ST. LOUIS • The silver airplane broke through mist and smog over East St. Louis and headed for the Eads Bridge. Crowds of skywatchers cheered. Whistles screamed, horns honked and two Naval Reserve submarine chasers fired salutes. Behind it flew a buzzing swarm of Army pursuit biplanes.
Young Charles Lindbergh was back in town.
Lindbergh, then 25, returned in his Spirit of St. Louis on June 17, 1927, almost a month after his nonstop flight from New York to Paris, a feat that riveted the world. He put wheels down at Lambert Field at 3:27 p.m. Among the 12,000 there to greet him were U.S. Secretary of War (and tennis great) Dwight F. Davis and airport watchman George Herwig, who was Lindbergh's checkers buddy during his air-mail days.
For six days, St. Louis celebrated Lucky Lindy. Admirers lined the sidewalks 10 deep for a parade, packed Sportsman's Park to standing room, filled Art Hill for a flyover and speech, and jammed the Municipal Opera for a disappointingly brief cameo. By then, the shy Lindbergh was exhausted.
Born in Michigan, he was a barnstormer and Army pilot before he got a job here to fly the mail to and from Chicago. He bet his $2,000 savings and won over a group of St. Louis businessmen to buy a Ryan monoplane so he could chase the $25,000 Orteig Prize. Pilots had crossed the Atlantic Ocean, but nobody had made it nonstop from New York to Paris. Lindbergh did it in 33½ hours on May 20-21.
Many cities honored him, but St. Louis had its special claim. On June 18, people crowded along eight miles of parade route from Forest Park to a ticker-tape storm downtown. The Post-Dispatch described Lindbergh as "grave, dignified and interested, but never excited" as he rode in a white convertible.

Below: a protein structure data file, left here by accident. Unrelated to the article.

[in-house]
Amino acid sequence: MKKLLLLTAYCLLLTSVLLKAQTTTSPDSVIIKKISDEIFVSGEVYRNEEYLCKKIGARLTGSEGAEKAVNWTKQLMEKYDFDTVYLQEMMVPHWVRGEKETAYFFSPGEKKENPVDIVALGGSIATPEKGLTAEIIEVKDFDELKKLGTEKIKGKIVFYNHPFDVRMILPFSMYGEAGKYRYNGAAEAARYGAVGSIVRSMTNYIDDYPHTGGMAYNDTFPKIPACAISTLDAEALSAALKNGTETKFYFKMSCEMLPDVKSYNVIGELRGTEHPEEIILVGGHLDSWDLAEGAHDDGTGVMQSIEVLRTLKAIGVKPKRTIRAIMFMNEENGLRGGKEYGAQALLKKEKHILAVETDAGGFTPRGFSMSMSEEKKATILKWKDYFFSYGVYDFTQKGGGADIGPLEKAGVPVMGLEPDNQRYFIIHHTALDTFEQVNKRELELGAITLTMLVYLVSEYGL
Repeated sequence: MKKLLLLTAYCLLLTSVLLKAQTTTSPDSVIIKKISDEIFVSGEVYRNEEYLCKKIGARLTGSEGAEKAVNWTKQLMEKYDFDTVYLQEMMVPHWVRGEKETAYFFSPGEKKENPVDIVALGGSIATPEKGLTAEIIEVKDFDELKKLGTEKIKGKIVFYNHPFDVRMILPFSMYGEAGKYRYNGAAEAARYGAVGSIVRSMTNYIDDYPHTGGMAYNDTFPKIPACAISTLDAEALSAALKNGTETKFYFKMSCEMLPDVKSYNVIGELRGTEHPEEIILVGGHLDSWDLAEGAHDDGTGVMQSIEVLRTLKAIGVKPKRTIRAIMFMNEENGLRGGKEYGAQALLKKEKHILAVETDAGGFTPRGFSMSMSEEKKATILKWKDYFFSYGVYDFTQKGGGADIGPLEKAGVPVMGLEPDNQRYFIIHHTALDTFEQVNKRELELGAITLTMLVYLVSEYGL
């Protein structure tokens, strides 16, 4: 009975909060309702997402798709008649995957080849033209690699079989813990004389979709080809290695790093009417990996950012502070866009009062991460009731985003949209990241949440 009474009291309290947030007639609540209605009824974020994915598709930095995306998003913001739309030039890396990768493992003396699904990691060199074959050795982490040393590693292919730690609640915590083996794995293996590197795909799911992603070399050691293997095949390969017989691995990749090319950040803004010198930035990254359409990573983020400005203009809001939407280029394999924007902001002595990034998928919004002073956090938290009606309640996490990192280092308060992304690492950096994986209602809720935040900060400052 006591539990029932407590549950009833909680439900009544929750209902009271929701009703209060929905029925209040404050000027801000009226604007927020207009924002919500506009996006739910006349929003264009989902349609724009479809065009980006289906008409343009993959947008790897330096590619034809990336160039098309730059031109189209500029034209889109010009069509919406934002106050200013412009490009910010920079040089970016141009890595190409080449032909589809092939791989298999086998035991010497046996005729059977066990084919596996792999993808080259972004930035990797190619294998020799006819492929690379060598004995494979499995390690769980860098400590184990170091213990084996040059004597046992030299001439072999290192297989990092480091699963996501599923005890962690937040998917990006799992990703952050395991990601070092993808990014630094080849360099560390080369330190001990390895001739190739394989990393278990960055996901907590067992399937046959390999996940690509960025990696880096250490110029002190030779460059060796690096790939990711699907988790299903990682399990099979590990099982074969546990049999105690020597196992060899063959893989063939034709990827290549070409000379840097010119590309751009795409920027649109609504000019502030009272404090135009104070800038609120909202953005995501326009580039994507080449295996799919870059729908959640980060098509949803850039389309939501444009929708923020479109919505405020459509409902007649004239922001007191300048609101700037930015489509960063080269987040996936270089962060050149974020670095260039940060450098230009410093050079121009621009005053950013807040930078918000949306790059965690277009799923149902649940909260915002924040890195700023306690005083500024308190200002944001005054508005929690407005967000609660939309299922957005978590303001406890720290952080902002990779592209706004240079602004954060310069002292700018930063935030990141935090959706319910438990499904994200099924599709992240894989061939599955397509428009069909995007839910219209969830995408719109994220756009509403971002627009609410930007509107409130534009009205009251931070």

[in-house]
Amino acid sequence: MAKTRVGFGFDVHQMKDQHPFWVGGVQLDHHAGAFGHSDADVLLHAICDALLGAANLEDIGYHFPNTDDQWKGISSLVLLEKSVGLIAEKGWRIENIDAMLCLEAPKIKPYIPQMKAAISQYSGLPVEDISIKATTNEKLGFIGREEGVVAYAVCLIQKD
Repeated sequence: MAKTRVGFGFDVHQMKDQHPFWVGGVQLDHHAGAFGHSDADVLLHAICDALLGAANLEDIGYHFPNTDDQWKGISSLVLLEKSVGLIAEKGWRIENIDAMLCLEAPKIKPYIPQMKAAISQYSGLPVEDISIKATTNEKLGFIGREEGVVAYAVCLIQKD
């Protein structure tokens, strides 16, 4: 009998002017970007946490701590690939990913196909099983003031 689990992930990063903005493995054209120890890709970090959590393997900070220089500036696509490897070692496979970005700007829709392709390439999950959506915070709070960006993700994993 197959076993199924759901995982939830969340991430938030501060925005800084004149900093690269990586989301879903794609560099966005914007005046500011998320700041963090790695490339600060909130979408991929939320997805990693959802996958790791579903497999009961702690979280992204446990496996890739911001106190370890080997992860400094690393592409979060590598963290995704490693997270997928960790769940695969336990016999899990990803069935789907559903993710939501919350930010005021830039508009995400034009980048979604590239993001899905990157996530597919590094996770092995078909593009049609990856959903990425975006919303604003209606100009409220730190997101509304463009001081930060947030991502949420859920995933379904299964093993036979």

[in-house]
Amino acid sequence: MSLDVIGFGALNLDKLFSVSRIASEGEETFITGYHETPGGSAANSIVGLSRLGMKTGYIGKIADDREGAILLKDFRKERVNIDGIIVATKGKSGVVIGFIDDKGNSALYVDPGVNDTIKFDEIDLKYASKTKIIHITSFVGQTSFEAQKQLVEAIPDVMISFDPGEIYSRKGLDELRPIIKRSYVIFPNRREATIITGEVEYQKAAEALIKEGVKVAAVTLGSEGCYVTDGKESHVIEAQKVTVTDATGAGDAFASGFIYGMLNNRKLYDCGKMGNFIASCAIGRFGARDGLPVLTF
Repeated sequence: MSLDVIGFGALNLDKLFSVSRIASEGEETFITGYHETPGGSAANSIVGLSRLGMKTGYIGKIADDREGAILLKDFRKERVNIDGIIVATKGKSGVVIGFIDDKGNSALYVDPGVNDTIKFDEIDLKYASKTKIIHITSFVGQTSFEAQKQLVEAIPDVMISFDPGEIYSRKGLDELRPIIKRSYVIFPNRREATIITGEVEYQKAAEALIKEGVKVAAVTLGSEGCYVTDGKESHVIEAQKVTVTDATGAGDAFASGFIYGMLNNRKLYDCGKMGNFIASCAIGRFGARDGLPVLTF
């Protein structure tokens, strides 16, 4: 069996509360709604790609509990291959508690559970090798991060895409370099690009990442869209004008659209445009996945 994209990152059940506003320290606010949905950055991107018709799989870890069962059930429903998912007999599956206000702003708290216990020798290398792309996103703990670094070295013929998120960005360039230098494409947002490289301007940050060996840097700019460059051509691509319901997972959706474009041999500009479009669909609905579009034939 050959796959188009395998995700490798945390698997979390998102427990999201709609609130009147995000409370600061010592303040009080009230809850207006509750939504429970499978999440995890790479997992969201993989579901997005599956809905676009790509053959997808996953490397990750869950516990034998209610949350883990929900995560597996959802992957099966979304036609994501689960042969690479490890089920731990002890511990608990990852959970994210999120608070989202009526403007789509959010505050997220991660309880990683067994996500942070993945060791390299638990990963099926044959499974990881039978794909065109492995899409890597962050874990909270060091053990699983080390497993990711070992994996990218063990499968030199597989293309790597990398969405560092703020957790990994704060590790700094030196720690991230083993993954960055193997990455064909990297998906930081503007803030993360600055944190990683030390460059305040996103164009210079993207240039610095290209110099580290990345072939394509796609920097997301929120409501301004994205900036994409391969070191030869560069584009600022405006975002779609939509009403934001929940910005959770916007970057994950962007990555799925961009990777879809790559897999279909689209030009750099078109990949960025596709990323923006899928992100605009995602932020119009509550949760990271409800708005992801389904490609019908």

At Art Hill, he gave a serious speech to 100,000 people on St. Louis' potential as an aviation hub — and mentioned a frustration that resonates today: "It takes nearly as long to go from St. Louis to the air terminal as it does to fly to Chicago." On June 22, he flew to Dayton, Ohio, en route to Washington.
His airplane is in the Smithsonian Institution in that city. Lambert-St. Louis International Airport displays one of Lindbergh's other personal aircraft, a 1934 Monocoupe. And a Ryan-built plane resembling the Spirit of St. Louis hangs in the grand Hall at the Missouri History Museum in Forest Park, which also has hundreds of the gifts and awards that were heaped on the young barnstormer who established St. Louis in world aviation.
May 20, 1927 - Lindbergh Gets Away At 7:52 a.m.
May 20, 1927 - Last View of Lindbergh's Plane Winging its way to Paris
May 20, 1927 - Lindbergh Sets off to Paris
May 20, 1927 - U.S. Ships at Sea Keep Watch for Lindberg Plane
May 21, 1927 - Lindbergh Lands Safely at Paris
May 21, 1927 - Lindbergh Got Bearings Before Turning to Sea
May 22, 1927 - Lindberg Made trip from San Diego to Paris in 55 hours
May 22, 1927 - Lindberg Flew into St. Louis 3 years ago
May 22, 1927 - Lindbergh Lands Safely on Paris Flying Field
May 22, 1927 - St. Louis Praise Wired Lindberg Ahead of Arrival
May 22, 1927 - Lindberg Sets Record in Trip Across Atlantic
May 23, 1927 - Lindbergh Explains to British Pilot How He Guides His Plane
May 23, 1927 - Lindbergh Gives Highlights of his Great Achievement
May 28, 1927 - Lindberg Receives Cross of Leopold
May 28, 1927 - Birthplace of Lindberg has its Celebration
May 29, 1927 - Lindbergh and His Start on Record-Making Flight to Paris
May 31, 1927 - King George Confers British Air Force Cross on Lindberg
June 11, 1927 - The Post-Dispatch's welcome plan
June 11, 1927 - Lindbergh Passes Along Pennsylvania Avenue
June 11, 1927 - President Decorates Lindberg
June 11, 1927 - Lindbergh Boarding Cruiser
June 12, 1927 - President Acclaims Linberg as the ideal American Youth
June 12, 1927 - Lindbergh Decorated by President
June 12, 1927 - Lindbergh Given Continuous Ovation by Washington Crowds
June 12, 1927 - Charles Lindbergh
June 13, 1927 - Lindberg Flies to NY in Army Plane
June 13, 1927 - Lindbergh Day in the National Capital
June 13, 1927 - Gov. Smith Decorates Lindbergh
June 13, 1927 - Greet Homecoming Lindberg
June 17, 1927 - Lindbergh's Mother in St. Louis
June 17, 1927 - Lindbergh Flight Supplement
June 17, 1927 - Story of Aviation
June 17, 1927 - Lindbergh Comics
June 17, 1927 - Lindbergh Comes Home
June 17, 1927 - Lindbergh's Spectacular Homecoming
June 17, 1927 - Lindbergh Welcome
June 17, 1927 - Lindy's map (part II)
June 17, 1927 - From NY to Paris
June 18, 1927 - Huge crowds welcome Lindbergh to St. Louis
June 17, 1927 - Map of Lindbergh's Great Flight
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